“Institutionalisation has to end. Forced treatment has to end. These flagrant abuses of the most basic human rights have to end.”
But Whorlton Hall is only the latest in a long line of such scandals that stretches back to the 1940s.
Calls to address the scandal of people with learning difficulties living “inappropriately” in long-stay institutions date back more than 70 years to when the National Council for Civil Liberties launched a campaign against eugenicist laws that led at their peak to the institutionalisation of more than 50,000 people in long-stay hospitals.
A series of scandals through the late 1960s and 1970s highlighted concerns similar to those uncovered by Panorama and other more recent scandals, with inquiries reporting cruel ill-treatment, inhumane and threatening behaviour towards patients (at Ely Hospital), the “harmful over-use of drugs” (Farleigh Hospital) and the use of tranquilisers and “side-rooms” – or solitary confinement facilities – at South Ockendon Hospital.
They were followed by the Longcare abuse scandal, uncovered by the media in 1994, and others including allegations of neglect at Fieldhead Hospital in Wakefield in 2004, and of abuse at the Solar Centre in Doncaster in 2010, Cornwall Partnership NHS Trust in 2006, Winterbourne View near Bristol in 2011, Mendip House in Somerset in 2016 and Atlas Project Team in 2017.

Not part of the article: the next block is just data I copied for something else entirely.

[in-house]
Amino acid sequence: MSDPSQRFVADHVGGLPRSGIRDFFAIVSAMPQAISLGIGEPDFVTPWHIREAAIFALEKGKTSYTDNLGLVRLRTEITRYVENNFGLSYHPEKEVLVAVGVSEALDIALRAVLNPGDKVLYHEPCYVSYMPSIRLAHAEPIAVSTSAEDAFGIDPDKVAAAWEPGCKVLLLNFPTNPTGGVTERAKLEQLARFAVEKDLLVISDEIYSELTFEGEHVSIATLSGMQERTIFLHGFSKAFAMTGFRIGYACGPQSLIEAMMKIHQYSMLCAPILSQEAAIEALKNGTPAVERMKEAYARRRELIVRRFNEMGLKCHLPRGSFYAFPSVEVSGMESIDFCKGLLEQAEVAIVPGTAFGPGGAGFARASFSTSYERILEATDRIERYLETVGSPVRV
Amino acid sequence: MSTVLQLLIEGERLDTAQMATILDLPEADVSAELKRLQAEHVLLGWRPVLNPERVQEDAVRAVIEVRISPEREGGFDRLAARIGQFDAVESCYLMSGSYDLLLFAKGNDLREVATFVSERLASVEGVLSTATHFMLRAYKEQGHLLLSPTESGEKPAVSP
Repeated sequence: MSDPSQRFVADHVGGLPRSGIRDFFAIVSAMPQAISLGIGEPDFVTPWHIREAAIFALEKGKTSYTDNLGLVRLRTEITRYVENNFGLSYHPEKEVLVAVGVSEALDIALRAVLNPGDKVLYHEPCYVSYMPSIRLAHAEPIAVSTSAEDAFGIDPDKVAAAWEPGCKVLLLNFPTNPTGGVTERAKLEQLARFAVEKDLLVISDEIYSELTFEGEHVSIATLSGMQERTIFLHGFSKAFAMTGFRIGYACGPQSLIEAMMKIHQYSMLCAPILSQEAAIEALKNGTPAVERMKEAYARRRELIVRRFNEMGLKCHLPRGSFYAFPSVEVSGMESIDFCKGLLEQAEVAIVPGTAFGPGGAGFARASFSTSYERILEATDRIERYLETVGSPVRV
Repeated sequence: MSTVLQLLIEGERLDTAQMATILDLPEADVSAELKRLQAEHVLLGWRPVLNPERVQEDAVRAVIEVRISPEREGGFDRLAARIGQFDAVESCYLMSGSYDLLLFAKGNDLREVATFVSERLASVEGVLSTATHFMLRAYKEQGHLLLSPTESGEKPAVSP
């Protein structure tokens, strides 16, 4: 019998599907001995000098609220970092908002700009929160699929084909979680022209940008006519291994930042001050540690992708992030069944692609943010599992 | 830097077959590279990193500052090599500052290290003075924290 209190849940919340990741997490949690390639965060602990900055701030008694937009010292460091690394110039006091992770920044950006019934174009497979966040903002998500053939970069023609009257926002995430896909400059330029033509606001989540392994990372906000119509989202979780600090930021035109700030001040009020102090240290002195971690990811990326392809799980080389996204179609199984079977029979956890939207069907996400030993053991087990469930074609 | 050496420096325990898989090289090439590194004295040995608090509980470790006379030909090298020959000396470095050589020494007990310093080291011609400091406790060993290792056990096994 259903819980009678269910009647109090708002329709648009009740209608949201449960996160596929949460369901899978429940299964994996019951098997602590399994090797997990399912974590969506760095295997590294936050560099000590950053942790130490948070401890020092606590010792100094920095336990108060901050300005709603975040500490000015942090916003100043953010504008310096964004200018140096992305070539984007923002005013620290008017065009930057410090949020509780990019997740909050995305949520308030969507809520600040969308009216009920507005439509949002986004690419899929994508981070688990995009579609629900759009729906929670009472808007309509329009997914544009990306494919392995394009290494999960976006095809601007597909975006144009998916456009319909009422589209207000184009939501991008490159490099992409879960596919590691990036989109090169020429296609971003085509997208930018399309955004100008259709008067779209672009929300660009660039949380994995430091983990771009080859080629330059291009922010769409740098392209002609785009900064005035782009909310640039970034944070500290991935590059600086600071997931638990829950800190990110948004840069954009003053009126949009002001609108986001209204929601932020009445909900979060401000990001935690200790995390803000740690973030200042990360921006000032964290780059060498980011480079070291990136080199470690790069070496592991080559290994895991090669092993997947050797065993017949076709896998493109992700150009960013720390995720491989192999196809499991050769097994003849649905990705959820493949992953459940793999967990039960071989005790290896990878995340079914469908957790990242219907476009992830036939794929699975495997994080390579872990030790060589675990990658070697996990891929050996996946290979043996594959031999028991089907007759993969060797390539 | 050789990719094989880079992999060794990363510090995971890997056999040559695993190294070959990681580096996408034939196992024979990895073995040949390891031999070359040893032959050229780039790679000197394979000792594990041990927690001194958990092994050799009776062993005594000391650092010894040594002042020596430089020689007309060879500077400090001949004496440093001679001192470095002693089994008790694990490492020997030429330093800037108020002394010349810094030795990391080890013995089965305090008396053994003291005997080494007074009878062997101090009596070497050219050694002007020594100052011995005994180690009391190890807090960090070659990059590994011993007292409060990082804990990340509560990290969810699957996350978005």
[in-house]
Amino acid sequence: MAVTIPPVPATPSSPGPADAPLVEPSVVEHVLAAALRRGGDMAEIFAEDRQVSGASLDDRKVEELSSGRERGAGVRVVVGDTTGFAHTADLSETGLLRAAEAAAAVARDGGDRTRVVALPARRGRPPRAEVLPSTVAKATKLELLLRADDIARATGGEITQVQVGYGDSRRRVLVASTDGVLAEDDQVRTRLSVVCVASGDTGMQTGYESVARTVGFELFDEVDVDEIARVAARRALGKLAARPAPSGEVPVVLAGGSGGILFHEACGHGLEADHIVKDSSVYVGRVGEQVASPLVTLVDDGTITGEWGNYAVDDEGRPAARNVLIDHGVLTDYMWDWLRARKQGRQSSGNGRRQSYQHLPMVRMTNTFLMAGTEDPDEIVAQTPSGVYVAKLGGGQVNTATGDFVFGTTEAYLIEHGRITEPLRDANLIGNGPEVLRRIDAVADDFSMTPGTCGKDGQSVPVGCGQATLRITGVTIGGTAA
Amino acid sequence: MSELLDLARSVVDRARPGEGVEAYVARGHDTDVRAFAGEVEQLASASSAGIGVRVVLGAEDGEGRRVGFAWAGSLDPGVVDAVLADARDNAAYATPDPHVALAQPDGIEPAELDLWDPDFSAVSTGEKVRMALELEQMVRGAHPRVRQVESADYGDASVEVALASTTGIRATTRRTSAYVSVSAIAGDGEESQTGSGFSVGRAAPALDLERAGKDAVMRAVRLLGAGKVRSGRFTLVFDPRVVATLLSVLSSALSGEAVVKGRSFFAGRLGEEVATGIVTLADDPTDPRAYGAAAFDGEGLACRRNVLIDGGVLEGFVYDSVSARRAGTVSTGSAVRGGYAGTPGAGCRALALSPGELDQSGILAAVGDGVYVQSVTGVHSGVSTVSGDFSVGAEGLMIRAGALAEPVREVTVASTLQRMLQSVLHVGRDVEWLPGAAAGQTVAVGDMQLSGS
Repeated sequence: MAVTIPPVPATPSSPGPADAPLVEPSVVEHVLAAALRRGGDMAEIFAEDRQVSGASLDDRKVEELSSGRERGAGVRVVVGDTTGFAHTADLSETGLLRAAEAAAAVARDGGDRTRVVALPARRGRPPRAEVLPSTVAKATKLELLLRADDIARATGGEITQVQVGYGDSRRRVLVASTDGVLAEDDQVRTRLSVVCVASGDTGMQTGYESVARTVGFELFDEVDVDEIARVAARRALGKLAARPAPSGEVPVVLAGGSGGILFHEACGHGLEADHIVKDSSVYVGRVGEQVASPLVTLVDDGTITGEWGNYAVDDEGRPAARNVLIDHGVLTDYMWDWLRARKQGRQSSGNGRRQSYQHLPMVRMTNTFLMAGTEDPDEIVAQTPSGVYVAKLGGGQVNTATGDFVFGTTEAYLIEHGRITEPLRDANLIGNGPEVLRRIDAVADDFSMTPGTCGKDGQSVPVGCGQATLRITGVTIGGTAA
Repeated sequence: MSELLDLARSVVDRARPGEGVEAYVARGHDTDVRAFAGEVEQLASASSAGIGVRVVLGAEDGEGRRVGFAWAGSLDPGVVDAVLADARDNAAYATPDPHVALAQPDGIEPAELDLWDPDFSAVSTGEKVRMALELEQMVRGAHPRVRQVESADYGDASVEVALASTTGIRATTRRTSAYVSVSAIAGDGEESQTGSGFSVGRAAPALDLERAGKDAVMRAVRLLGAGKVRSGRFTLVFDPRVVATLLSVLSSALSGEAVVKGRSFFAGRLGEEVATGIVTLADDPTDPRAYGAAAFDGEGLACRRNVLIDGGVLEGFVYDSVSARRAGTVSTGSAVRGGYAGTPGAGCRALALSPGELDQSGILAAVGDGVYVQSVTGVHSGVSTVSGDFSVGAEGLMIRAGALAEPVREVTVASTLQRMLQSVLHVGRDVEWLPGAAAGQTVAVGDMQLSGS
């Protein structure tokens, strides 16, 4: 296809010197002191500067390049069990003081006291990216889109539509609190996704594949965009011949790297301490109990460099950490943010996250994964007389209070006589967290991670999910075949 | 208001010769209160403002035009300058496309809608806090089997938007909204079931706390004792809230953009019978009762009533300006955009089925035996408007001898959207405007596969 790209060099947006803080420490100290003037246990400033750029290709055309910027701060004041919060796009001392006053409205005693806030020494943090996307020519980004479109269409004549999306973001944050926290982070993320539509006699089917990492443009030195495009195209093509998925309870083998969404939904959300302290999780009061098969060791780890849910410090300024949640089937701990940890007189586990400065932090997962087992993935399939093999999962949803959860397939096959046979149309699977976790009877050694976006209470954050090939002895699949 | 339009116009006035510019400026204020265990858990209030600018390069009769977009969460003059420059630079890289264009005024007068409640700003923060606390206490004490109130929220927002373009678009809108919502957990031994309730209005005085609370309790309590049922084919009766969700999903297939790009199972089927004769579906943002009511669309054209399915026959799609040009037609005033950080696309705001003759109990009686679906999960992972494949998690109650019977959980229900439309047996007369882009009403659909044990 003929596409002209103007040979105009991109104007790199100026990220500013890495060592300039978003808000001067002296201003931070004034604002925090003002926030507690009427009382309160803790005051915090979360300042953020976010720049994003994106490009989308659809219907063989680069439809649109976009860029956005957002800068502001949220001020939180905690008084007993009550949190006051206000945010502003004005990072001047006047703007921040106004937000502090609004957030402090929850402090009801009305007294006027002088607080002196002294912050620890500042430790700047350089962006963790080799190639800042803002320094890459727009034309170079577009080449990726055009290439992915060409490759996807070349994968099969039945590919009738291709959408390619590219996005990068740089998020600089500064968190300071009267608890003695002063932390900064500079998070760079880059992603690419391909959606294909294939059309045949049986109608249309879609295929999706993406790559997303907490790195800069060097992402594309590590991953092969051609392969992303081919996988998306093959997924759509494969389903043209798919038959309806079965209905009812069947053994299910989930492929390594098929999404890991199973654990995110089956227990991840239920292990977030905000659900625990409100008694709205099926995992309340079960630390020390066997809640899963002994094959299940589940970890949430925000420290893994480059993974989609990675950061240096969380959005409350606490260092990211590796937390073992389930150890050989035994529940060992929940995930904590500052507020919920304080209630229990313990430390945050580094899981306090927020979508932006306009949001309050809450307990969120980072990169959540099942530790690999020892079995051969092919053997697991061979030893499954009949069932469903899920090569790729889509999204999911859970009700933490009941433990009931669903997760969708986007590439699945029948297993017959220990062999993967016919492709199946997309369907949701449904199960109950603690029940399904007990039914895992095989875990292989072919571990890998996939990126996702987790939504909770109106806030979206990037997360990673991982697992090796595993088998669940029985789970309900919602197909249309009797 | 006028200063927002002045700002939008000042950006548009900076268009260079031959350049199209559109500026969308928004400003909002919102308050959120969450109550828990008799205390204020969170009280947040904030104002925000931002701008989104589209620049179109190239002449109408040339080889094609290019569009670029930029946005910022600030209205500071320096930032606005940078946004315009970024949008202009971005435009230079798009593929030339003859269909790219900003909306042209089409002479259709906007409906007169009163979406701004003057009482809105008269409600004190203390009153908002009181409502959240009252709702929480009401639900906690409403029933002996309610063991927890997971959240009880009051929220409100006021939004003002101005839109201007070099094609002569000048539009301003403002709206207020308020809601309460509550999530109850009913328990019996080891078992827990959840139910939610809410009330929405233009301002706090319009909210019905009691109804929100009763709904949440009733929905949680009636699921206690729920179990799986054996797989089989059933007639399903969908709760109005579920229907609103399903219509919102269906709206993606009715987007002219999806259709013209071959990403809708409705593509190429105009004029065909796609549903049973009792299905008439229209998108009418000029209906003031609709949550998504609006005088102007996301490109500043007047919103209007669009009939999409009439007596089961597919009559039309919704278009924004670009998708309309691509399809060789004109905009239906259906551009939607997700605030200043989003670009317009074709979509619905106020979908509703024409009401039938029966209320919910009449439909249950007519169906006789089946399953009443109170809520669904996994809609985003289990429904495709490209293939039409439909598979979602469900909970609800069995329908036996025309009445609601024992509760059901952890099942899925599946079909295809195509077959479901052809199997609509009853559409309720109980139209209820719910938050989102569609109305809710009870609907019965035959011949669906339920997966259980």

Cygnet Health Care said in a statement that it was “shocked and deeply saddened by the allegations made against members of staff at Whorlton Hall, part of the Danshell Group, which Cygnet recently acquired.
“We take these allegations extremely seriously, have suspended all members of staff involved, and informed all relevant authorities including the police, who have instigated an inquiry, and we are cooperating fully with their investigation.
“We have a zero tolerance of this behaviour. This appalling behaviour is entirely inconsistent with our values and high standards, and we have transferred all the patients to other services.
“Until the conclusion of the police investigation, we are unable to comment further.”
A note from the editor:
Please consider making a voluntary financial contribution to support the work of DNS and allow it to continue producing independent, carefully-researched news stories that focus on the lives and rights of disabled people and their user-led organisations.
Please do not contribute if you cannot afford to do so, and please note that DNS is not a charity. It is run and owned by disabled journalist John Pring and has been from its launch in April 2009.
Thank you for anything you can do to support the work of DNS…